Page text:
Stretching timelessly between the historic towns of Pisac and Ollantaytambo, close to Cusco, by its name alone The Sacred Valley of the Incas in Peru conjures up images of ancient peoples, stone temples, and a lost civilization. It’s evocative, mysterious, and has been a draw for wide-eyed tourists, history lovers and archeologists for centuries. But does this revered region live up to the hype, and should you stay in the Sacred Valley while in Peru?

The short and honest answers are yes it does, and yes you should. And it’s not only the beautifully preserved ancient sites like Ollantaytambo and Pisac which make the Sacred Valley such a top travel destination in South America, there is history to explore here that dates back long before the Inca Empire existed, as well as current culture and traditions that thrive to this day.

Also known as The Urubamba Valley, thanks to the Urubamba River which dissects these verdant peaks and plains, this enclave of Central Southern Peru is a natural wonder in its own right—even beyond the fascinating history that has shaped it over millennia. But with so many Iconic Sacred Valley sites and hidden gems, cultural experiences and boutique lodges to choose from, how do you plan your perfect trip?

At Atelier, we think the most memorable Sacred Valley Tour will be one which fits your interests, travel style, even the time of year that you’re visiting Peru. That’s why we’ve put together a one-stop overview of the Sacred Valley to show not only that it’s well worth the hype, but staying here is worth its weight in (Incan) gold as part of your South America tour.

1. History of the Sacred Valley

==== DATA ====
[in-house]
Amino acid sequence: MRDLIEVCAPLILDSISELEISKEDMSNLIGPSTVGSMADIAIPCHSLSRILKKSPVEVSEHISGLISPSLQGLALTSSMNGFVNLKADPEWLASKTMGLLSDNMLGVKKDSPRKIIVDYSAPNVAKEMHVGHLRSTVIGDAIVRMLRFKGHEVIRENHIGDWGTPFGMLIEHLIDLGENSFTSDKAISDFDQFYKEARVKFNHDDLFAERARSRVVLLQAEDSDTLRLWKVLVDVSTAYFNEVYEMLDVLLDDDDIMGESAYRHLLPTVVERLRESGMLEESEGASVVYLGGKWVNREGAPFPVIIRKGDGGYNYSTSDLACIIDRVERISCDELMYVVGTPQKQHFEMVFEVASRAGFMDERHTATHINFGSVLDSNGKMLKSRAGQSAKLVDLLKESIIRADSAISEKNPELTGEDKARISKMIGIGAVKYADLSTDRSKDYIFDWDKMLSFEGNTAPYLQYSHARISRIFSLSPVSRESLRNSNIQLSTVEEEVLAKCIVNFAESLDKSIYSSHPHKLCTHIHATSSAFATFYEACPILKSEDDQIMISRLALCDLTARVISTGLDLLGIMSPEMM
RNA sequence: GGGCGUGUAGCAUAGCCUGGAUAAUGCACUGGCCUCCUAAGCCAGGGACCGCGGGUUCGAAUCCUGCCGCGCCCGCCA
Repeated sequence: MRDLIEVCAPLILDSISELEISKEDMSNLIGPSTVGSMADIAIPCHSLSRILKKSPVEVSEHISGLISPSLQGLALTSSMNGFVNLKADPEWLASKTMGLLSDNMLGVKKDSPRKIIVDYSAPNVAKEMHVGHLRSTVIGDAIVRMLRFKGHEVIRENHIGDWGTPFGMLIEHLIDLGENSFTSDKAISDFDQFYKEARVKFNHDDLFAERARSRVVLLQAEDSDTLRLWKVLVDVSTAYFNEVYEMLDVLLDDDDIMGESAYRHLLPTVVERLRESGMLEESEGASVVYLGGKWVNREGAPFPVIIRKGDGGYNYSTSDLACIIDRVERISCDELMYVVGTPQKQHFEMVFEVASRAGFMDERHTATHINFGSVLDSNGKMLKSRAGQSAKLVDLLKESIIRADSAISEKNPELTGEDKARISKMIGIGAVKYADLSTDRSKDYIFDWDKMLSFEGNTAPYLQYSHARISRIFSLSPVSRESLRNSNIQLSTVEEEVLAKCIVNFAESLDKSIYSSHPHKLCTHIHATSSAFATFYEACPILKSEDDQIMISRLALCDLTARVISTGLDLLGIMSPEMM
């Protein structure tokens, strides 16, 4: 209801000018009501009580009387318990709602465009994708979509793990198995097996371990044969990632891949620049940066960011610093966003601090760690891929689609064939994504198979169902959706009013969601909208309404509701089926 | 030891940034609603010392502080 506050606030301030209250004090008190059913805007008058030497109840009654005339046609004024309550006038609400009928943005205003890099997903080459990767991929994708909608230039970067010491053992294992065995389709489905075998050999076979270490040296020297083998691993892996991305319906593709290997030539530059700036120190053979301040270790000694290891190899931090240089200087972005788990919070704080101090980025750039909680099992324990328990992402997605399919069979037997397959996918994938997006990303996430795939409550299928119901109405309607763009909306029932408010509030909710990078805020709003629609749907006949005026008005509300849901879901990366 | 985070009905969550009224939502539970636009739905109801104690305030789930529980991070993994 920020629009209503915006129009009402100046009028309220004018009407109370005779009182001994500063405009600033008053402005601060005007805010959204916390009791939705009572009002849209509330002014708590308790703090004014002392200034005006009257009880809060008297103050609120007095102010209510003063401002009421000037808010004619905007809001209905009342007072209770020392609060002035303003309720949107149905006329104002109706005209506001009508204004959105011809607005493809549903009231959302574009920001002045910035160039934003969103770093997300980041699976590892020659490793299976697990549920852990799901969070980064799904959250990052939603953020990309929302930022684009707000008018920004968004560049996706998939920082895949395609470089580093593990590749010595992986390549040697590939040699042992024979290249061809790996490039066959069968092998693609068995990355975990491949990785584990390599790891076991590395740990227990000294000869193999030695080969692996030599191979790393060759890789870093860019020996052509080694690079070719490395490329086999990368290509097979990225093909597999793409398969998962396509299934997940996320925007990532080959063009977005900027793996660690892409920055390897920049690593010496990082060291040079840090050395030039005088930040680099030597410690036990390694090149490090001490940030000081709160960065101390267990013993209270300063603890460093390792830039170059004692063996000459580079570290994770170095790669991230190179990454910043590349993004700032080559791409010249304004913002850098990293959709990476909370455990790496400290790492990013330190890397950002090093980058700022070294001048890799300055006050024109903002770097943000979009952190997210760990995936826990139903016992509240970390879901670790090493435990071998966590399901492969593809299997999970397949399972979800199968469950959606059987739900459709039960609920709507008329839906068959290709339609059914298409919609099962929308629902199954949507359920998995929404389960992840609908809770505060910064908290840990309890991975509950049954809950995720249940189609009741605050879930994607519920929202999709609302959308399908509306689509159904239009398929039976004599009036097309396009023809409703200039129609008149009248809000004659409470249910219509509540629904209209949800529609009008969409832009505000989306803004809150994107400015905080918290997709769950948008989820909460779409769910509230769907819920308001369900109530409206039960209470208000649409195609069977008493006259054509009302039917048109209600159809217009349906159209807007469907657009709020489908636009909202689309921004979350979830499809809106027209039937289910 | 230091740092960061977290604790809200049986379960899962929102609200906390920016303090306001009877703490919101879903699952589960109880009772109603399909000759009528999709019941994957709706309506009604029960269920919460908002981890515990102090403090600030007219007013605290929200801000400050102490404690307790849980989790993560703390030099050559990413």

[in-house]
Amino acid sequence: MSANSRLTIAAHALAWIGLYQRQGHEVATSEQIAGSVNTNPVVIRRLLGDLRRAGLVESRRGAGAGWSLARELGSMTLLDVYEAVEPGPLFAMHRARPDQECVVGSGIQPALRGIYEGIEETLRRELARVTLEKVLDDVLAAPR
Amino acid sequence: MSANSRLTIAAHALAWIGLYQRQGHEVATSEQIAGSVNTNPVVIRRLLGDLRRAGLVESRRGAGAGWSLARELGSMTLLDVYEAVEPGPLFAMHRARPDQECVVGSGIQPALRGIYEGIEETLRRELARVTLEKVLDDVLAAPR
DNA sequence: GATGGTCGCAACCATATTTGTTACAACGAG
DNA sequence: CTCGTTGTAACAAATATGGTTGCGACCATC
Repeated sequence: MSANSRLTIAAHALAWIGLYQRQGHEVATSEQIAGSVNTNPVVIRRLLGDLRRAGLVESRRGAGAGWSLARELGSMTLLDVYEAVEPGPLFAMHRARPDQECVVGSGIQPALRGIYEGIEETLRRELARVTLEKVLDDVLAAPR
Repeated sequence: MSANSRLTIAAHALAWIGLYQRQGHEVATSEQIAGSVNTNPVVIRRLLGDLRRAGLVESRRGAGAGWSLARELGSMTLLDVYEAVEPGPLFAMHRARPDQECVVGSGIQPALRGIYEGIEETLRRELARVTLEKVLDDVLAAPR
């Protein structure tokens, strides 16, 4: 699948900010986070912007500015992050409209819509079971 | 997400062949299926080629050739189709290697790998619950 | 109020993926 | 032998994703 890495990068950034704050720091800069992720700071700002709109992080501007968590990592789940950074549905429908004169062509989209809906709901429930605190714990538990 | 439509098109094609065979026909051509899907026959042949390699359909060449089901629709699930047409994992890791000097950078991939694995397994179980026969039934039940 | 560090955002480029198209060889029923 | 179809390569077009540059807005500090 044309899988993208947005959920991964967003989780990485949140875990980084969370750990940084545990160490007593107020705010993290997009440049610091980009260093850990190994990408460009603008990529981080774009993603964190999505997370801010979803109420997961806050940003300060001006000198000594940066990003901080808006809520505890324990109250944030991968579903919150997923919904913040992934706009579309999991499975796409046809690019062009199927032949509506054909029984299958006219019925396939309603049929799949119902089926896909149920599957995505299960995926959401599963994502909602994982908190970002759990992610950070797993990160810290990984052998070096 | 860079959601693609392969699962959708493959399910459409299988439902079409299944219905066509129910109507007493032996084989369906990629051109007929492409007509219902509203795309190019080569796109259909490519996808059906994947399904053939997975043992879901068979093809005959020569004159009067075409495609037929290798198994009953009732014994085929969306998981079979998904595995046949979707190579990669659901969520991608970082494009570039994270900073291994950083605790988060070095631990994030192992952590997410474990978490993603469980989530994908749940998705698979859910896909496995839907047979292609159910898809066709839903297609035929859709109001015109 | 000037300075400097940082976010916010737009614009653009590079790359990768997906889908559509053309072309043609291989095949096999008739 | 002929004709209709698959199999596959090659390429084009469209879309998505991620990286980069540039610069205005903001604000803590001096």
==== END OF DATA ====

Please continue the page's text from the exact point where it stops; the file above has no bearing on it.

Pre-Inca civilization in the Sacred Valley stretches back 4,000 to 5,000 years, though evidence of farming and crop cultivation (including techniques for potatoes and corn still used today) by the Chanapata and Qotacalla People dates to around 800 BC. Something enchanting about this long history is that across generations, centuries, and entire civilizations, the Urubamba Valley has been considered sacred, and aligned with the starry night skies.

The Urubamba River has always been celebrated too, not only for its majesty and the Peruvian people’s connection with Mother Earth but the life its waters give to the Sacred Valley and its surrounds, since before settlers even arrived.

Innovative agriculture, crossbreeding crops, water channels, these are all features of farming techniques which spanned the ages and were perfected by the Sacred Valley’s most famous inhabitants, the Incas. A mystical people whose own legend has ruler Manco Capac emerging from Lake Titicaca itself, around 1200CE, the Incas went on to epitomize what we think of as Ancient South American history. Throughout the Sacred Valley, the Incas built huge forts, clever crop terraces and temples near Cusco to the south and Machu Picchu to the north.

However, it’s easy to forget that Inca rulers reigned over these lands and that of Ecuador, Chile and Argentina as “recently” as the 16th century, a time when Oxford University in England was already 400-500 years old!

Spanish Conquistadors gradually and brutally destroyed the Inca Empire from 1532. Before this, their impressive expansion across everything from earthquake-proof architecture to weather-proof crop varieties to the people and treasures around them, have left their mark on history and modern life alike.

2. Top Incan sites in the Sacred Valley

Though the famous Inca Trail runs through the Sacred Valley, along the Urubamba River and up high mountain passes to Machu Picchu, the iconic Lost City itself sits just outside it. If not hiking the Inca Trail, you can get to Machu Picchu from the Sacred Valley easily by train, boarding from the local stations of Poroy, Urubamba, or Ollantaytambo to Aguas Calientes, a scenic journey that takes you to the foot of Machu Picchu.

However, there is a treasure trove of equally impressive Sacred Valley wonders to discover, with just a few of our favorites including:

  1. Ollantaytambo. Wonderfully preserved, imposing, and situated in a spectacular setting surrounded by mountains, Ollantaytambo simply dazzles. Once an Incan military stronghold and ceremonial center, Ollantaytambo is one of the best examples of Inca engineering and architecture. Roughly 25 miles from Machu Picchu and 50 miles from Cusco, this hillside site is complete with aqueducts, underground water channels, agricultural terraces, housing, a fortress, and Sun Temple all connected by steps and streets. It’s a vast and evocative site, one that brings the Inca’s day-to-day lives, battles, and ceremonies brilliantly to life.